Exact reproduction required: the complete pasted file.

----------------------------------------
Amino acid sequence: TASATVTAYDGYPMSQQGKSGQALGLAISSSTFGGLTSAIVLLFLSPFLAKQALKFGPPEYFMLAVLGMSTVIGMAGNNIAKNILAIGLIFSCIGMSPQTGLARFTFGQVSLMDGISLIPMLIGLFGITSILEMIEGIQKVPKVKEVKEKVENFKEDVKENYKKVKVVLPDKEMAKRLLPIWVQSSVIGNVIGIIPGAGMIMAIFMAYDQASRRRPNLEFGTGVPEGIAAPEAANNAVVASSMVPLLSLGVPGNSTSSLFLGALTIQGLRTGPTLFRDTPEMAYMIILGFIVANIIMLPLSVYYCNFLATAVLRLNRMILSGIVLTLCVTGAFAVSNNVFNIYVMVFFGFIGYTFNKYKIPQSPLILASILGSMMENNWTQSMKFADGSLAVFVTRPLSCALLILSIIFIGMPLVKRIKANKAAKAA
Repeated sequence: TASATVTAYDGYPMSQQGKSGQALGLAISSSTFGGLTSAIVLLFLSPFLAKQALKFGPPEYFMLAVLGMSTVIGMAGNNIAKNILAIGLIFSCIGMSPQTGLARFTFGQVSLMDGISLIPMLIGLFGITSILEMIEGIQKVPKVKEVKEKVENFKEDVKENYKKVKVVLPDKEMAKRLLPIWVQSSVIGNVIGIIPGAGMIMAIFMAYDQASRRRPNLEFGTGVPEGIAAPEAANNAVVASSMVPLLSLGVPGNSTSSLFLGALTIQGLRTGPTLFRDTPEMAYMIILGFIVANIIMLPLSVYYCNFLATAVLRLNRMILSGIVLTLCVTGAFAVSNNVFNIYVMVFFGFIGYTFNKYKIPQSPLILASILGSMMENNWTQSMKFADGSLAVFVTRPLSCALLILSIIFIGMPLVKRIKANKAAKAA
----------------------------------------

Amino acid sequence: TASATVTAYDGYPMSQQGKSGQALGLAISSSTFGGLTSAIVLLFLSPFLAKQALKFGPPEYFMLAVLGMSTVIGMAGNNIAKNILAIGLIFSCIGMSPQTGLARFTFGQVSLMDGISLIPMLIGLFGITSILEMIEGIQKVPKVKEVKEKVENFKEDVKENYKKVKVVLPDKEMAKRLLPIWVQSSVIGNVIGIIPGAGMIMAIFMAYDQASRRRPNLEFGTGVPEGIAAPEAANNAVVASSMVPLLSLGVPGNSTSSLFLGALTIQGLRTGPTLFRDTPEMAYMIILGFIVANIIMLPLSVYYCNFLATAVLRLNRMILSGIVLTLCVTGAFAVSNNVFNIYVMVFFGFIGYTFNKYKIPQSPLILASILGSMMENNWTQSMKFADGSLAVFVTRPLSCALLILSIIFIGMPLVKRIKANKAAKAA
Repeated sequence: TASATVTAYDGYPMSQQGKSGQALGLAISSSTFGGLTSAIVLLFLSPFLAKQALKFGPPEYFMLAVLGMSTVIGMAGNNIAKNILAIGLIFSCIGMSPQTGLARFTFGQVSLMDGISLIPMLIGLFGITSILEMIEGIQKVPKVKEVKEKVENFKEDVKENYKKVKVVLPDKEMAKRLLPIWVQSSVIGNVIGIIPGAGMIMAIFMAYDQASRRRPNLEFGTGVPEGIAAPEAANNAVVASSMVPLLSLGVPGNSTSSLFLGALTIQGLRTGPTLFRDTPEMAYMIILGFIVANIIMLPLSVYYCNFLATAVLRLNRMILSGIVLTLCVTGAFAVSNNVFNIYVMVFFGFIGYTFNKYKIPQSPLILASILGSMMENNWTQSMKFADGSLAVFVTRPLSCALLILSIIFIGMPLVKRIKANKAAKAA